Someone else who does more with less is Tony La Russa. That's right, The Genius. And it seems that the genius might be available soon along with the pitching coach that turned Joel Pineiro and Kyle Lohse into valuable members of society let alone halfway decent pitchers. Now ... put yourself in the owners' shoes. You've basically ensured that Snoop is coming back next season, but Tony La Russa might be available. Now what? Do you let him go to the Reds and work for Walt Jocketty because you've made a commitment to Snoop? Or do you make yourselves look like the ones who went back on a promise to bring in La Russa? After all, it's not like playing the fool is a new role.

So barring a change of heart by ownership (good luck), what must Snoop learn in 2010? Learn that games in September are only important to win when you have a chance to win. That you only break the glass that contains Fernando Tatis only in case of emergency. And that spring training is in March, not May. And that bad defense doesn't cause Oliver Perez to walk home an entire ballpark. It's the other way around.

And keep your head on a swivel. You never know who's gaining on you.

7 comments:

Tina said...

He needs to get over his stupid defensiveness about "statistical numbers" long enough to understand that bunting every goddamn inning is really hurting our chances (in the statistical number sense) of getting runs across.

mikeyrad said...

My problem with Manuel lies in the Mets repeated poor execution of fundamentals. Either Jerry didn't care enough to do anything about it, the team simply stopped listening to him, or a combination of the above.

Ceetar said...

The guy is a flat out disaster. Valentine, and all managers have issues, but they all look like God compared to what we have.

Don't fall into the games played trap with Murphy. Manuel often used him as a pinch hitter (And way too often against a lefty when that was why he sat him in the first place. Meanwhile, Tatis made _every_ start against Left-handed pitching. EVERY SINGLE ONE) Murphy got 3.27 AB per game, compared to Francoeur's, who was actually an everyday player, 3.77.

I'm of the belief that this use of Murphy is why he struggled, and why we're not sure on him for next year. He's a guy that pushes himself too hard, and when you only give him one AB, or he knows he could sit at any moment for Tatis, he presses even harder. This is where Manuel fails as a leader. Nevermind having Murphy take infield practice at first base while he's still trying to learn left field.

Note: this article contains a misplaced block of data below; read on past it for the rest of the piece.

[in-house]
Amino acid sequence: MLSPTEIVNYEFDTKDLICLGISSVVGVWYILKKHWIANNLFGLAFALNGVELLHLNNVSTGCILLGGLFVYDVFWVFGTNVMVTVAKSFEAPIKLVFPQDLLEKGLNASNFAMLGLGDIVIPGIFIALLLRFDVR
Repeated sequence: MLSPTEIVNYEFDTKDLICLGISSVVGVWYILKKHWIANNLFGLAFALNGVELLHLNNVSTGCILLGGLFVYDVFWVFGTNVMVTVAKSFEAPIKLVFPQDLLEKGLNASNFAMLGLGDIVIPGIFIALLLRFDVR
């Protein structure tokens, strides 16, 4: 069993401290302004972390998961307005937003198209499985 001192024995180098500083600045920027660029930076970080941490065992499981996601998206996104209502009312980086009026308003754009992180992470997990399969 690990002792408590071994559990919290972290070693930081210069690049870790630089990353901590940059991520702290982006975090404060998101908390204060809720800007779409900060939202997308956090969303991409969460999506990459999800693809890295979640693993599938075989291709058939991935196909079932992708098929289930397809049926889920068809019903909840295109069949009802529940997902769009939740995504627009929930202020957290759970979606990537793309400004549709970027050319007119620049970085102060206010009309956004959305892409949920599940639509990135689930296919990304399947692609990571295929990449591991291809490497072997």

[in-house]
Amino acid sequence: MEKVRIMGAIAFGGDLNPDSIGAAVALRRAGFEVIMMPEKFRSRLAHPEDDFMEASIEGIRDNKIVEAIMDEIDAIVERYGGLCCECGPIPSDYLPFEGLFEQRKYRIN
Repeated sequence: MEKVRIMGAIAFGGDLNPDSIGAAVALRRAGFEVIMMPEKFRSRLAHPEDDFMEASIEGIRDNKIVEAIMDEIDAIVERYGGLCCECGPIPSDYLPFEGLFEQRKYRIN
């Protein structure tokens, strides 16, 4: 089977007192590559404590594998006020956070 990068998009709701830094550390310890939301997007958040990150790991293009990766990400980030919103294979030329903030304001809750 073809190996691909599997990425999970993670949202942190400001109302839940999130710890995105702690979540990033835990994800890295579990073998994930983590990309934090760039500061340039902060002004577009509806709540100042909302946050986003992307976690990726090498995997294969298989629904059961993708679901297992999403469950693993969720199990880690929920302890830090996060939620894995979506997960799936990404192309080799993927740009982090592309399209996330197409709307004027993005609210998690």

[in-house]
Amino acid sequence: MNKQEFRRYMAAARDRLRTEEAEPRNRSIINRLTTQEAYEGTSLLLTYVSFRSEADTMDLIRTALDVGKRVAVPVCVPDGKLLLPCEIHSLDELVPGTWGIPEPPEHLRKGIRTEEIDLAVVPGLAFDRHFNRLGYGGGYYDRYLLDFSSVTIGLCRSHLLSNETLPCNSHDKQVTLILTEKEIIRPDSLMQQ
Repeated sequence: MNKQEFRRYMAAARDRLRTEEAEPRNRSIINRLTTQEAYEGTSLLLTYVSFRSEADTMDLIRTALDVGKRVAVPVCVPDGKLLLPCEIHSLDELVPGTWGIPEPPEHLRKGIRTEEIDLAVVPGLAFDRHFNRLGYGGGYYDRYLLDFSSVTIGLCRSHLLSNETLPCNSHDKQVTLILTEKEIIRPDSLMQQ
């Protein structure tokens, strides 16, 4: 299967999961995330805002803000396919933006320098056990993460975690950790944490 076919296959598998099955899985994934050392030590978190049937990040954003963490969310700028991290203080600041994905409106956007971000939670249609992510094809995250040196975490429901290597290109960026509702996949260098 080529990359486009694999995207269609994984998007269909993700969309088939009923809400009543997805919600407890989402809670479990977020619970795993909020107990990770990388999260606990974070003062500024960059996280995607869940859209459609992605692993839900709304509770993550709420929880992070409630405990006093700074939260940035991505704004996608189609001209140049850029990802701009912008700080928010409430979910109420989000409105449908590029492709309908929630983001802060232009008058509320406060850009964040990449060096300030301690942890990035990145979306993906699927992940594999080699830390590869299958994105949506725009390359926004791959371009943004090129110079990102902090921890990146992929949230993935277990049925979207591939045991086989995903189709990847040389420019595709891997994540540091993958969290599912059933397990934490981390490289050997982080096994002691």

Or this: Wise or not, the Mets went into 2009 committed to Murphy being a regular part of the team. Then Manuel started platooning Murphy in LF with Sheffield and Tatis and whoever, when what he needed was repetition to learn. Then he decided to put him at 1B. At this time, Delgado was supposedly coming back in mid-august. Whether or not that was realistic or not, Manuel was approaching the Murphy situation in a way that would've had him learning LF in September if Delgado came back. (More likely he was hoping Sheffield and Tatis would play LF and Murphy would sit) Why? Sure, Murphy looked like a disaster at times in early May, but what would've happened if Murphy was hitting .320 with 22 HR come September first, and Delgado showed up and started hitting?

MetsLv31 said...

"...and that Murphy, who seemed to have a spot on the bench way too often in favor of Fernando Tatis, led the 2009 Mets in games played with 155..."

This is more of Manuel's smoke and mirrors. Murphy started in 124 games and spend some time in the field in 128. So ~30 of those 155 games he played in were merely pinch hitting appearences. The stats also can't show that when he was putting a streak together and getting hot he'd sit for a couple games. Fire Jerry.

Ceetar said...

I wish I could find a link, but I distinctly recall Manuel saying that Murphy was the type of player that does best when playing everyday, while he was platooning him.

Another thing. Because it was a platoon, Murphy didn't get a lot of AB against Lefties, despite having good splits in his limited AB prior to that. After he spend those 4-6 weeks platooning and not seeing left-handed pitching, was it really any surprise that he started struggling against it?

I believe Manuel made a similar playing time mistake with Castillo in 2008 as he returned from his injury.

Hazeleyes said...

We are stuck with him. Because the brainfreeze, I mean, braintrust, of this organization feel like they can't go back on their commitment to him. But if LaRussa becomes available they would be crazy not to pursue him.

Manuel has no clue about this team. Personally I think his success in Chicago was a fluke. He is full of baloney and it shows every time he opens his mouth. The players can't believe him, I know we the fans don't.

BK said...

i love your blog!